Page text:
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All the handsome girls are instructed to dance and sing, and are all pros titutes, at least to the Brahmaus. In ordinary sets they are quite common; but, under the company's government, those attached to temples of extraordinary sanctity are reserved entirely for the use of the native of ficers, who are all Brahmans, and who would turn out from the set any girl that profaned herself by communication with persons of low cast, or of no cast at all, such as Christians or Mussulmans. Indeed, almost every one of these girls that is tolerably sightly is taken by some officer of revenue for his own special use, and is seldom permitted to go to the temple, except in his presence. Most of these officers have more than one wife, and the women of the Brahmans are very beautiful; but the insipidity of their conduct, from a total want of education or accomplishment, makes the dancing women be sought after by all natives with great avidity. The Mussulman officers in particular were exceedingly attached to this kind of company, and lavished away on these women a great part of their incomes. The women very much regret their loss; as the Mussulmans paid liberally, and the Brahmans durst not presume to hinder any girl, who chose, from amusing an Asoph, or any of his friends. The Brábmass are not near so lavish of their money, especially where it is secured by the company's government, but trust to their authority for obtaining the favours of the dancers. When a Mussulman called for a set, it procured from twenty to two hundred Fanams (from 12s. 6d. to 61. 4s. 9d.), according to the number and liberality of his friends who were present; for in this country it is customary for

every spectator to give something. They are now seldom called upon to perform in private, except at marriages, where a set does not get more than ten Fanams, or about 6s. 3d. The girls belonging to this cast, who are ugly, or who cannot learn to sing, are married by the musicians. The Nutua, or person who performs on two small cymbals, is the chief of the set, and not only brings up the boys to be musicians, and instructs all the good-looking girls, born in the set, to sing and dance, but will purchase handsome girls of any cast whatever that he can precure. When a dancing girl becomes old, she is turned out from the temple without any provision, and is very destitute, unless she has a bandsome daughter to succeed her; but if she has, the daughters are in general extremely attentive and kind to their aged parents. To my taste, nothing can be more silly and unanimated than the dancing of the women, nor more harsh and barbarous than their music. Some Europeans, however, from long habit, I suppose, have taken a liking to it, and have even been captivated by the women. Most of them that I have had an opportunity of seeing have been very ordinary in their looks, very inelegant in their dress, and very dirty in their persons: a large proportion of them have the itch, and a still larger proportion are more severely diseased.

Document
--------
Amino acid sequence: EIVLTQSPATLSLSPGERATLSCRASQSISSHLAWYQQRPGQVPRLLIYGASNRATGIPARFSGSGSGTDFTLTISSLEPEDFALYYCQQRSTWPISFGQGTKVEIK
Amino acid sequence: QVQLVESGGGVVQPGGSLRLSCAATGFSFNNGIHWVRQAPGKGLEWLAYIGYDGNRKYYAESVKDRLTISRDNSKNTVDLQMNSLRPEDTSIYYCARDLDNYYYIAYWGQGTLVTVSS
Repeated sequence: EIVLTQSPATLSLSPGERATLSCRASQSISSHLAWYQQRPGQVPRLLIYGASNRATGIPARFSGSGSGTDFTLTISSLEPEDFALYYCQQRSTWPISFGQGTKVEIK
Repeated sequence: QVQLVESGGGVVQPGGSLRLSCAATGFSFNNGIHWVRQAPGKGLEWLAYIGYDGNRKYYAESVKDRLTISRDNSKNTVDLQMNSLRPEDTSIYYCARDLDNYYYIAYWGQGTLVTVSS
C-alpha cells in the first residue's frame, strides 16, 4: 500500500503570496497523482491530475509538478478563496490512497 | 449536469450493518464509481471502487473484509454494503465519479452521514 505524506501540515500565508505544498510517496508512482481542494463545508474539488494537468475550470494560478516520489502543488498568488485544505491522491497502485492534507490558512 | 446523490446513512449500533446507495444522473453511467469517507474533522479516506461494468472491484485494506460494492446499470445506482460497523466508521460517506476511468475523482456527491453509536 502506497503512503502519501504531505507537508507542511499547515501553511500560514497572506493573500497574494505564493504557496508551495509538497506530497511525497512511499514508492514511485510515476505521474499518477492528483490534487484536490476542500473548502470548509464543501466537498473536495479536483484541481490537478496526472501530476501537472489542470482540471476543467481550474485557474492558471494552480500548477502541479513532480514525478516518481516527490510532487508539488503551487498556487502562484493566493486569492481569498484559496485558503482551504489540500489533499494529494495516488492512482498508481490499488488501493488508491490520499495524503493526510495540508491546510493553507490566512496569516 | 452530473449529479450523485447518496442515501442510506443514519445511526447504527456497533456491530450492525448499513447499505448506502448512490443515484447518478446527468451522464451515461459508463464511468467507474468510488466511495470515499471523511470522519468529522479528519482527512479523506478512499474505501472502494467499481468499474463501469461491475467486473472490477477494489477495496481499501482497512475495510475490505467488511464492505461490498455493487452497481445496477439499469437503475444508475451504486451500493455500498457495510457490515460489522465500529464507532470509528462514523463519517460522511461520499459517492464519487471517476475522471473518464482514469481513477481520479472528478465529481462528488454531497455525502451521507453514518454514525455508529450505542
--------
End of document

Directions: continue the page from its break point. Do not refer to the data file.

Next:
The Panchalar are a set of artists, who (as their name imports) are of five different trades; goldsmiths, blacksmiths, coppersmiths, carpenters, and masons. By the Brahmans they are reckoned a low kind of Súdras; but this they do not readily acknowledge to be true, and say, that they are of the Vishwa


Karma cast, being descended from the five sons of that person, who lives i.. heaven, and is the chief artist among the Brahiná Lóka, or angels. All the Panchalar in southern India wear a thread like the Brahmaus. In the dispute about precedency, their hereditary chiefs lead the right hand side. On this account Coimbetore has been long divided into separate quarters. In its own quarter, each party may perform its ceremonies in whatever manner it pleases; but it is not allowed to go into the adversary's quarters with any procession. This keeps the peace; and, although the killing of a jackass, is known by report to the natives in this part of the country, it never has been practised. A Panchala may follow any of the five arts that he pleases; but there are many divisions among them, that prevent intermarriage. No man can marry a woman of a different nation; a Telinga Panchala, for instance, could not marry a woman of this country. Again, a man cannot marry any woman of the same family with himself; and, in order to prevent mistakes, marriages are always made with families who are well known to each other. The men are allowed a plurality of wives, and the women continue to be marriageable after the age of puberty. Widows are not allowed to marry again; nor are they permitted to live with another man in the kind of concubinage called Jaty-bidda, of whom none belong to this tribe. Widows, indeed, ought to burn themselves with the dead bodies of their husbands; but, for at least a century, the practice has gone into disuse. When two persons of the cast commit adultery, they are carried before the Guru. The man is fined, and the VOL. XLIX.